Initially conceived as a personal project on the walls of Sorrenti's New York loft, the material in Draw Blood for Proof eventually found its way onto gallery walls as a large-scale installation piece in 2004. Papering the site from floor to ceiling with layers of collected snapshots, contact sheets, prints, polaroids, and ephemera drawn from over 15 years of work, Sorrenti's collection was a unique look into the artists diaristic creative process, going beyond ideas of public and private production. Re-photographed as a series of 8 x 10 polaroids and reconstituted here, Sorrenti's montage finds yet another incarnation in book form. Here, the images are both documentation and personal exploration, and the layout repositions Sorrenti's photographs in a series faithful to their placement on the walls of the gallery. This gives the viewer a sense of the raw impact of the original installation but also creates new visual relationships between images as they move across spreads, redefining themselves and one another on the pages. Images obscured in one layout may appear fully and with renewed force on the next.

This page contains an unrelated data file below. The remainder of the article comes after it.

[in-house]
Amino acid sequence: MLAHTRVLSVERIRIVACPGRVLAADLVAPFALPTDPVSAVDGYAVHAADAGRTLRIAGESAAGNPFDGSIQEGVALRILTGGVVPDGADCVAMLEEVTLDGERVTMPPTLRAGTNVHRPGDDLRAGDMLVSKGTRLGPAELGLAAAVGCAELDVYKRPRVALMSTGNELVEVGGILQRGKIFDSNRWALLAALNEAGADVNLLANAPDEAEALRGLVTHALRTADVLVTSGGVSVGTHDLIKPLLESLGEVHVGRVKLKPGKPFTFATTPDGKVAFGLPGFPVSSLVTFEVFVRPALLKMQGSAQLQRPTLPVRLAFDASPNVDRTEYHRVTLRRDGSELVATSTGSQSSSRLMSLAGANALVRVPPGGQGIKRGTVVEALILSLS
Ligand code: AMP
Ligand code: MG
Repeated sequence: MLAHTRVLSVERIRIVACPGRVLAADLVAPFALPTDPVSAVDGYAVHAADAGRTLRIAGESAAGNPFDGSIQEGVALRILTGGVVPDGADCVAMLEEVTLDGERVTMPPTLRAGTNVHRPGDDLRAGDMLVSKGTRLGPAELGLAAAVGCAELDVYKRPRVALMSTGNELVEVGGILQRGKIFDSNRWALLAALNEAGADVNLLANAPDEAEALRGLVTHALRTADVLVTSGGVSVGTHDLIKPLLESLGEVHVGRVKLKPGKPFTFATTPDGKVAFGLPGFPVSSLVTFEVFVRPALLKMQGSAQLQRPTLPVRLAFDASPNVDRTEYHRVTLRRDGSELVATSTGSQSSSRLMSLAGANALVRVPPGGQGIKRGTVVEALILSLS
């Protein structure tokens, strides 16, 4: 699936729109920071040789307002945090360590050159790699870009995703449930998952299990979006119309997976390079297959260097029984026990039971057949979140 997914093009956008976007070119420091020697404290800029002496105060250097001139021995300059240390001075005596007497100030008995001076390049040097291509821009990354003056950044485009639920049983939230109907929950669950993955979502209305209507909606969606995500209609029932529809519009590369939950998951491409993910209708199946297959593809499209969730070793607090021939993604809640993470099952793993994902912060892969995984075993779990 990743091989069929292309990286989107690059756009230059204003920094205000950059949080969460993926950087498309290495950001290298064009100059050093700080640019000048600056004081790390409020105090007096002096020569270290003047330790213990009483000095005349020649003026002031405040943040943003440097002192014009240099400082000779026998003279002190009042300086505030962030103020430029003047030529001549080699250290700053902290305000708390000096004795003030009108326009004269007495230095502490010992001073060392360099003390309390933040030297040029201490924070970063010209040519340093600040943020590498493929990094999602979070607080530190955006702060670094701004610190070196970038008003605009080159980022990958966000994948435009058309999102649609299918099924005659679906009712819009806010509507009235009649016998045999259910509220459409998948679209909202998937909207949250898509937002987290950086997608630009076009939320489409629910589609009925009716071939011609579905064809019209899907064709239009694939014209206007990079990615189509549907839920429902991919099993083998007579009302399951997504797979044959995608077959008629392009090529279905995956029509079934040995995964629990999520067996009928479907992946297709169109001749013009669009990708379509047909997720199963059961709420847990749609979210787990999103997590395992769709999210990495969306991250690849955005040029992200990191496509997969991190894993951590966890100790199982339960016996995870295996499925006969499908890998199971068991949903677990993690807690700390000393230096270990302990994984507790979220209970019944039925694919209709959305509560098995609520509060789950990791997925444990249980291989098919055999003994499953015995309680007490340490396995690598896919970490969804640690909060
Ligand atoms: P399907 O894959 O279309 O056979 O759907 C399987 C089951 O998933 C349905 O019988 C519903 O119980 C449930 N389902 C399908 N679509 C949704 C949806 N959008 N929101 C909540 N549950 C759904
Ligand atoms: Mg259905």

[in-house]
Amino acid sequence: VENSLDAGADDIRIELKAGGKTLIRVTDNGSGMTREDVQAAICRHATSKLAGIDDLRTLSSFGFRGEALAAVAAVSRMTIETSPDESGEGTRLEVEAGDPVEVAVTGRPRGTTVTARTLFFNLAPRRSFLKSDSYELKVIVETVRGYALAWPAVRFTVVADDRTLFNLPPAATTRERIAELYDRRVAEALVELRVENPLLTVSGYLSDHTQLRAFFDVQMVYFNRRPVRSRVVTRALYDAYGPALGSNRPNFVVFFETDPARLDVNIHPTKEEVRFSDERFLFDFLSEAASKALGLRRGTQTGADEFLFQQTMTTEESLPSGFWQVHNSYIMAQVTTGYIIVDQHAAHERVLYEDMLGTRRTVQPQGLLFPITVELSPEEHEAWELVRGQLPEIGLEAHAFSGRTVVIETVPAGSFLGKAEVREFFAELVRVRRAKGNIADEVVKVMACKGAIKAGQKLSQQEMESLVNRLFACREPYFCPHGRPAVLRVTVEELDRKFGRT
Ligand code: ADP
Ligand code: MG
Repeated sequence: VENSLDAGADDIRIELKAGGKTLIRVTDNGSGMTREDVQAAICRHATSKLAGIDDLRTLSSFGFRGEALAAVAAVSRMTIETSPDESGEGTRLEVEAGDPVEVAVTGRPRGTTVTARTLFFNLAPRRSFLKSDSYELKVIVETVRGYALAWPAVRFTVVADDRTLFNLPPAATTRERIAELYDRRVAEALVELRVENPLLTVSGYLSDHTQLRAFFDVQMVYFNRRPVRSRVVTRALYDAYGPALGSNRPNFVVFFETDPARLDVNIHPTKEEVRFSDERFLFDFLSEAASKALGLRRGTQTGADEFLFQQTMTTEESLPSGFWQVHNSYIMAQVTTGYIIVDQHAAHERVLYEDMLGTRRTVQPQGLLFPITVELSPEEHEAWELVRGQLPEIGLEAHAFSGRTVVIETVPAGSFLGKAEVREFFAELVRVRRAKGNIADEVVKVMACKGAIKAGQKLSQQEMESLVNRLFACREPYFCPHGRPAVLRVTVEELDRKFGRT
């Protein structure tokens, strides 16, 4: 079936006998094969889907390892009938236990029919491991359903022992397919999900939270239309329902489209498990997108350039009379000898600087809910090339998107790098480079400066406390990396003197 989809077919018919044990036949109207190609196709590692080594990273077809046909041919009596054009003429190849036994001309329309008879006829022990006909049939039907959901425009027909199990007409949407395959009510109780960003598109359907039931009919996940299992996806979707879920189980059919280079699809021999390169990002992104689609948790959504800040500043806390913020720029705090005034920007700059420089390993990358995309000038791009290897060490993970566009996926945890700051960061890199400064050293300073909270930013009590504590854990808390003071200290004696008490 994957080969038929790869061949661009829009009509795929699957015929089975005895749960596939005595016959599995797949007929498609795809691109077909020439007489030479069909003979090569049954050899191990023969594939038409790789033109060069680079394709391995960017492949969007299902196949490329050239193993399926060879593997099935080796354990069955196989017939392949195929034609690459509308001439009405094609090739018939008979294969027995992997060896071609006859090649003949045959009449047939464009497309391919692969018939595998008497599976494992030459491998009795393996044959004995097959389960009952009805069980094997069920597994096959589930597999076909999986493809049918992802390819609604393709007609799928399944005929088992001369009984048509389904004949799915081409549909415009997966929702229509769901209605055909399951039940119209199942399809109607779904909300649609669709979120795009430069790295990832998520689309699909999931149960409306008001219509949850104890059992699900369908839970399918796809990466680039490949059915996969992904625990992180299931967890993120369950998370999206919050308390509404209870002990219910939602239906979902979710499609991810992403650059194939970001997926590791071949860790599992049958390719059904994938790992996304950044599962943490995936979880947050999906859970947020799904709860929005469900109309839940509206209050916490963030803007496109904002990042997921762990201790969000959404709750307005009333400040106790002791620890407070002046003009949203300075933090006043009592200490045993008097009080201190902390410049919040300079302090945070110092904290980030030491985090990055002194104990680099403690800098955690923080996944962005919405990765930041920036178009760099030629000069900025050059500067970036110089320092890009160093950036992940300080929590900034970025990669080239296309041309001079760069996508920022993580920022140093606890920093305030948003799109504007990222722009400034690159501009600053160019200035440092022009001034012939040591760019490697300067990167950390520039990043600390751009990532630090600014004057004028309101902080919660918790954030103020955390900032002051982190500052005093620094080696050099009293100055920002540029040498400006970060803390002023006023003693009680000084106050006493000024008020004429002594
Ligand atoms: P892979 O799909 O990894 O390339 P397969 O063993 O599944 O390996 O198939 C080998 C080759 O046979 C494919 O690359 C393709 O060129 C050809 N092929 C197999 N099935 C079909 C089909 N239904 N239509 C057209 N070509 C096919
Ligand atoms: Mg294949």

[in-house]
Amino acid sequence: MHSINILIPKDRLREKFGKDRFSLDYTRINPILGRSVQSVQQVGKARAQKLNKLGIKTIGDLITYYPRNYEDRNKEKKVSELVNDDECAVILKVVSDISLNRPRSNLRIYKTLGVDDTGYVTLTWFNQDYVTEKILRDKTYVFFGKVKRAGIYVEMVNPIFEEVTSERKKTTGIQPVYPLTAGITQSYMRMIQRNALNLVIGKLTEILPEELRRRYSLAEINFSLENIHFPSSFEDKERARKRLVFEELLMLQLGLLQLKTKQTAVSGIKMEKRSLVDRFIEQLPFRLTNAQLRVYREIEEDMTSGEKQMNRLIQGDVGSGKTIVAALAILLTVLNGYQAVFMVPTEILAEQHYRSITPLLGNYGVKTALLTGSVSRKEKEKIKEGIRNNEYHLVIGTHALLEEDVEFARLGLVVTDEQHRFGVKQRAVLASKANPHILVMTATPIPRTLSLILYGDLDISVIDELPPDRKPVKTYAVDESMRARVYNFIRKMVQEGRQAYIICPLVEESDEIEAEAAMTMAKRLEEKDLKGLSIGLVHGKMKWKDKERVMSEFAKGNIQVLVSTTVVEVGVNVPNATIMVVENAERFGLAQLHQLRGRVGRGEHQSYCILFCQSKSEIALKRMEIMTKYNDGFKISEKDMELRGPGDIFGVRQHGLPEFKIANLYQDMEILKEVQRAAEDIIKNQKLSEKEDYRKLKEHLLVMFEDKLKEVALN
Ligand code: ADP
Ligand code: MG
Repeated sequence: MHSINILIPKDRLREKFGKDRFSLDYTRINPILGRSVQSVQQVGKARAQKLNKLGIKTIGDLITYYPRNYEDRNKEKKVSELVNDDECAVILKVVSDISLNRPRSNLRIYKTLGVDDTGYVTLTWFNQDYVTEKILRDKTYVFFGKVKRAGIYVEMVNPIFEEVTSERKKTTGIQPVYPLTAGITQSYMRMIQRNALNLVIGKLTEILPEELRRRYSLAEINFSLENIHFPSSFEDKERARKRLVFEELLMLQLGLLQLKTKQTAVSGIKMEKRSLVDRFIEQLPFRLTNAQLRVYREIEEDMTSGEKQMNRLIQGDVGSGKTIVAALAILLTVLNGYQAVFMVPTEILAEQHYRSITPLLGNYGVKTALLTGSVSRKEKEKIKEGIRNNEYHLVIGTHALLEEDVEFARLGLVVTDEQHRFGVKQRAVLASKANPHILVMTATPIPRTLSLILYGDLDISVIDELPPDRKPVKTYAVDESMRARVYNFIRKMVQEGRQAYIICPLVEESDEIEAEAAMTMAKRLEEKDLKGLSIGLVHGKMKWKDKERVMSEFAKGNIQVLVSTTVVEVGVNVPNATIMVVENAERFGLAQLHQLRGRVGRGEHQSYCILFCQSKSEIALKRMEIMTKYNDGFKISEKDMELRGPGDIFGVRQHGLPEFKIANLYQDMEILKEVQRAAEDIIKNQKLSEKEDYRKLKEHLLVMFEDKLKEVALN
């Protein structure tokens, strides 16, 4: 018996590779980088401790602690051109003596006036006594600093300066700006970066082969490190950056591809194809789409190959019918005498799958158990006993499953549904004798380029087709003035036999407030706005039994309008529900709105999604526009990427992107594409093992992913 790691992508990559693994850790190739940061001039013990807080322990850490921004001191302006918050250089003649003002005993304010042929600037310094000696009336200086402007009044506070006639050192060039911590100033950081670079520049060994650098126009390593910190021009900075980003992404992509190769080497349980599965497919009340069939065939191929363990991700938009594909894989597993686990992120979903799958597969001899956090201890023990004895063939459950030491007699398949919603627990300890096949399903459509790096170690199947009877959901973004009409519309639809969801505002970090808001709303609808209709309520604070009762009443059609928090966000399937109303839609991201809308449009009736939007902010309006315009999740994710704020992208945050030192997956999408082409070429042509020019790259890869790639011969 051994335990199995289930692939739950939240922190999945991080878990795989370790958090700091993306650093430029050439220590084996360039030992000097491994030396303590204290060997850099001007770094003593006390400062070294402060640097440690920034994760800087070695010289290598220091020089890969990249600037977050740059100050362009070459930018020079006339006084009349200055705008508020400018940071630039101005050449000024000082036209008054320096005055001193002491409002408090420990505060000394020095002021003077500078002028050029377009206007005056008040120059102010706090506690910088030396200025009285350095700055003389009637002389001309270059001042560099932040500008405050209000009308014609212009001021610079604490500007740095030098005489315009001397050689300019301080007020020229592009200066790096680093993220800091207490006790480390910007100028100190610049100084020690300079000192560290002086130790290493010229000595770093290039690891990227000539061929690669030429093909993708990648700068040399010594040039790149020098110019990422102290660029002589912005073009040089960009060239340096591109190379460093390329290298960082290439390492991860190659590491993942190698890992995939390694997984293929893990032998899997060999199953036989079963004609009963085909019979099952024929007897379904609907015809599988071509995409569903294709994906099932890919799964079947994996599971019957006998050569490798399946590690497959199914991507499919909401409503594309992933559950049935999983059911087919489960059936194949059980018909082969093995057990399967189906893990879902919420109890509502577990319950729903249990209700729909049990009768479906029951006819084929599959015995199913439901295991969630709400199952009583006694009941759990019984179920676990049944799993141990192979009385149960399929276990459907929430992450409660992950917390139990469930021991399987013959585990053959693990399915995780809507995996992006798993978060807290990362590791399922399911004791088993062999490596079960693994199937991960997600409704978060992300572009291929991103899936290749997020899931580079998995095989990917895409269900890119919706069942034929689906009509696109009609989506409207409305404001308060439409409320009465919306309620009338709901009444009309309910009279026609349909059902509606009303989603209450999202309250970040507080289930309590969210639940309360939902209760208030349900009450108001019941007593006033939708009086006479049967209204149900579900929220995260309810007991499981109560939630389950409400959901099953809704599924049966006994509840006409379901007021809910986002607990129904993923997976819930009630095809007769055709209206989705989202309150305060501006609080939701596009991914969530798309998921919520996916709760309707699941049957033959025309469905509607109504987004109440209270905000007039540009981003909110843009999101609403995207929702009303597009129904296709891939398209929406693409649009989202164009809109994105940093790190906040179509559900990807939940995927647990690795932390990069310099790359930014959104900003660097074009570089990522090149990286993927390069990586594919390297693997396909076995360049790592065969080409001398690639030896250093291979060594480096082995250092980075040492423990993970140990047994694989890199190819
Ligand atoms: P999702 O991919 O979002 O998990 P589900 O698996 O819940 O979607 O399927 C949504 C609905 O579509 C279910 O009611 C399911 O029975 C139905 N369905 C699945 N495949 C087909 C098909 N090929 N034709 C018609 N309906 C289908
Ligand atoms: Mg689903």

The result is a free-associative experience like memory or dreams, rooted in Sorrenti's methods but drawing on his cache of personal associations, and the act of perception becomes part of the work. Mario Sorrenti is a New York based photographer whose work has appeared in the publications W, Vogue, and Harpers Bazaar, among many others, and has been exhibited internationally at institutions such as the Victoria & Albert Museum in London and the Museum of Modern Art in New York. Previous publications of his work include The Machine (Steidl, 2002).